Lili Anolik, David Kipen, and Lynell George share the people and places that shaped L.A.

Lili Anolik, author of “Hollywood’s Eve,” takes part in the panel discussion “Los Angeles: The People and Places That Shape a City” on April 13 at the Los Angeles Times Festival of Books.
(Ana Venegas / For The Times)

Early Saturday morning at the Los Angeles Times Festival of Books, Lynell George, author of “After/Image: Los Angeles Outside the Frame,” made a proclamation: “Angelenos give directions using places that don’t exist anymore.”

Her fellow panelists in “Los Angeles: The People and Places That Shape a City,” were interested in not looking at L.A. as a “city of angels” but as a “city of ghosts,” one defined by its vestigial presences and haunting absences.

The panel focused on this fragmented, unfixed, chaotic city featuring various voices from our town. There was David Kipen from the Boyle Heights lending library, Libros Schmibros, whose collection of historical and contemporary diary entries and letter excerpts from and about L.A., “Dear Los Angeles,” came out late last year. Lili Anolik’s exquisite “Hollywood’s Eve” has helped renew interest in one of the city’s most interesting women, Eve Babitz. Tosh Berman’s memoir “Tosh” looks back at his life, growing up in his artist father Wallace Berman’s creative and idiosyncratic world.

Moderator William Deverell asked panelists to talk about what year or era acted as the fulcrum for their view of Los Angeles. George talked glowingly about the 1970s of her youth. The books of both Anolik and Berman focus heavily on that period as well, so that decade became the default temporal center of the panel, until Kipen gave his surprising answer: 1935. He explained that in that year the Griffith Observatory erected its telescope to aim, like a cannon, into the heavens, and the city also began pumping in electricity from the Hoover Dam, which effectively caused a boom in Los Angeles, conversely beginning the process of light pollution that would make seeing stars from our city increasingly difficult.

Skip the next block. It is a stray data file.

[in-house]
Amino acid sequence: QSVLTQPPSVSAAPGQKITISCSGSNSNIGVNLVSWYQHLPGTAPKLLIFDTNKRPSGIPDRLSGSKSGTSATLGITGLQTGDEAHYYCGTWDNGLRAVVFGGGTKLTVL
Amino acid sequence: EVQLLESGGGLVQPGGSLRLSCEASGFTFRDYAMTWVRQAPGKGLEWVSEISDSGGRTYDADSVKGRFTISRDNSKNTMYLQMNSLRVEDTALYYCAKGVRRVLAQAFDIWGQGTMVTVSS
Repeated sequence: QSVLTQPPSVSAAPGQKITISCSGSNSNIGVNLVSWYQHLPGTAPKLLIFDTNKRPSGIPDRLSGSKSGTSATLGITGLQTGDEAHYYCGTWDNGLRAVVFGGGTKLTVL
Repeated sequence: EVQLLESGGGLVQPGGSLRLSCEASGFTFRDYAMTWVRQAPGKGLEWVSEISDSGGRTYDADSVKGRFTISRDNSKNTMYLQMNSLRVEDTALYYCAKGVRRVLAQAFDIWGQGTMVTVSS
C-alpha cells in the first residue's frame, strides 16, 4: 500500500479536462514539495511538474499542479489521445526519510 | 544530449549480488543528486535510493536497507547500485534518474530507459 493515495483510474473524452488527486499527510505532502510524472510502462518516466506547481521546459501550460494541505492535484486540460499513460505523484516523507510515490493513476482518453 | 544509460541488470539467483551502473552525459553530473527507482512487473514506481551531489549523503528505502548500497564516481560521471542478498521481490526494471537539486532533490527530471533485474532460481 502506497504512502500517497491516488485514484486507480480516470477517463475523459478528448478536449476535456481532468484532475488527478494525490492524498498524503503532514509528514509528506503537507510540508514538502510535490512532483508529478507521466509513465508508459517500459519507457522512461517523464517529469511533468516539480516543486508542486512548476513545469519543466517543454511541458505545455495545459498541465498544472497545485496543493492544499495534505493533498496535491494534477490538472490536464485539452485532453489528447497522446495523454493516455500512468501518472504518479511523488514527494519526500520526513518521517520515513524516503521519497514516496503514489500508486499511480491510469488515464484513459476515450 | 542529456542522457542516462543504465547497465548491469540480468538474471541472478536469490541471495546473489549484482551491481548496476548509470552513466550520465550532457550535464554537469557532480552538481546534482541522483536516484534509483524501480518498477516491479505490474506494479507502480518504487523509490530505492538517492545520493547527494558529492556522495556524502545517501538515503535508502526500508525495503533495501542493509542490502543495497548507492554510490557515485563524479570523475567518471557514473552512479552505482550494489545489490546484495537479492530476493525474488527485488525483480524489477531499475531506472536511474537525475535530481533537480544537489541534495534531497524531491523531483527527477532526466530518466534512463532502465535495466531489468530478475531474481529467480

But Kipen also admitted, in crowd-pleasing fashion: “L.A. has a fulcrum every year.” In a way, this is what the panel was really about: that every day and every year and in every corner of this city, things are happening that affect and change the whole. But is there actually a “whole”? Berman answered the final question of the panel by saying, “To me Los Angeles is not a whole.” Unlike most cities, L.A. is a series of small villages, ever-growing, ever-changing — a puzzle whose pieces may never be arranged in the right order, a puzzle which may be more beautiful with its pieces spread in curious, chaotic disarray.

How better to begin a festival of books in Los Angeles than to look at how writing, old and new, has helped us attempt to shape, define, and capture this ever-unknown and ever-unknowable city?

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